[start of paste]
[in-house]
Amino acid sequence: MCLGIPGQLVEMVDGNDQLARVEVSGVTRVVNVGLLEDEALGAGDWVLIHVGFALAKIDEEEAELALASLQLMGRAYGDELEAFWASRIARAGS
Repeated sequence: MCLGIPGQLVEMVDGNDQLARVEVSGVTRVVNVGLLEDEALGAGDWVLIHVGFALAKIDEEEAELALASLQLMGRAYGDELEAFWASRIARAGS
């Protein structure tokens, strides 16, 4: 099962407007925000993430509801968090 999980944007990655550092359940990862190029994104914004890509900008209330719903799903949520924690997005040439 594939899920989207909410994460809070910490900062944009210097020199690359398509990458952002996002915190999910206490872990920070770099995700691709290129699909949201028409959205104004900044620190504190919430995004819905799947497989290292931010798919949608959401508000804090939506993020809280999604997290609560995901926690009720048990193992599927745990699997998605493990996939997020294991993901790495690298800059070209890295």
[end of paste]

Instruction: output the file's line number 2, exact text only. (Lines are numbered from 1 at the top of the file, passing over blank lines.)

Amino acid sequence: MCLGIPGQLVEMVDGNDQLARVEVSGVTRVVNVGLLEDEALGAGDWVLIHVGFALAKIDEEEAELALASLQLMGRAYGDELEAFWASRIARAGS